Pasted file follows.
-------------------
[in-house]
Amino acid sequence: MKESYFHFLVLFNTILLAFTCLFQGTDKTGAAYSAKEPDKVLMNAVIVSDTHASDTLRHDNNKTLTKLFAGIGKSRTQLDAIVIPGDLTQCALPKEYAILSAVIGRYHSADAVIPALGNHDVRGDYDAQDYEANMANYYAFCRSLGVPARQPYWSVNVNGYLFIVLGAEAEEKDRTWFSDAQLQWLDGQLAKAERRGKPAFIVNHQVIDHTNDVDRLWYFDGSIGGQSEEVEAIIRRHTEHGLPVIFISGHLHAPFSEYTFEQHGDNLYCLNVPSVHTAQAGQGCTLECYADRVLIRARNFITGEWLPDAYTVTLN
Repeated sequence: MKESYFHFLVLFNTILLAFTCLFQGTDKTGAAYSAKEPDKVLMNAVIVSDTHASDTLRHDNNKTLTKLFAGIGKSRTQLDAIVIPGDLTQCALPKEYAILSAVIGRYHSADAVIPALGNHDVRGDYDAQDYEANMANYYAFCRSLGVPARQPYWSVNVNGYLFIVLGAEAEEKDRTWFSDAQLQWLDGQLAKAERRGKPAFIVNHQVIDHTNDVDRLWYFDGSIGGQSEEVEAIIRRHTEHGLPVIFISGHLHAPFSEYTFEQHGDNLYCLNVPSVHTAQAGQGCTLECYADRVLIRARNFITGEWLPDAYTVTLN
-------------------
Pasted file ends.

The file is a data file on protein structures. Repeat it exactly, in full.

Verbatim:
[in-house]
Amino acid sequence: MKESYFHFLVLFNTILLAFTCLFQGTDKTGAAYSAKEPDKVLMNAVIVSDTHASDTLRHDNNKTLTKLFAGIGKSRTQLDAIVIPGDLTQCALPKEYAILSAVIGRYHSADAVIPALGNHDVRGDYDAQDYEANMANYYAFCRSLGVPARQPYWSVNVNGYLFIVLGAEAEEKDRTWFSDAQLQWLDGQLAKAERRGKPAFIVNHQVIDHTNDVDRLWYFDGSIGGQSEEVEAIIRRHTEHGLPVIFISGHLHAPFSEYTFEQHGDNLYCLNVPSVHTAQAGQGCTLECYADRVLIRARNFITGEWLPDAYTVTLN
Repeated sequence: MKESYFHFLVLFNTILLAFTCLFQGTDKTGAAYSAKEPDKVLMNAVIVSDTHASDTLRHDNNKTLTKLFAGIGKSRTQLDAIVIPGDLTQCALPKEYAILSAVIGRYHSADAVIPALGNHDVRGDYDAQDYEANMANYYAFCRSLGVPARQPYWSVNVNGYLFIVLGAEAEEKDRTWFSDAQLQWLDGQLAKAERRGKPAFIVNHQVIDHTNDVDRLWYFDGSIGGQSEEVEAIIRRHTEHGLPVIFISGHLHAPFSEYTFEQHGDNLYCLNVPSVHTAQAGQGCTLECYADRVLIRARNFITGEWLPDAYTVTLN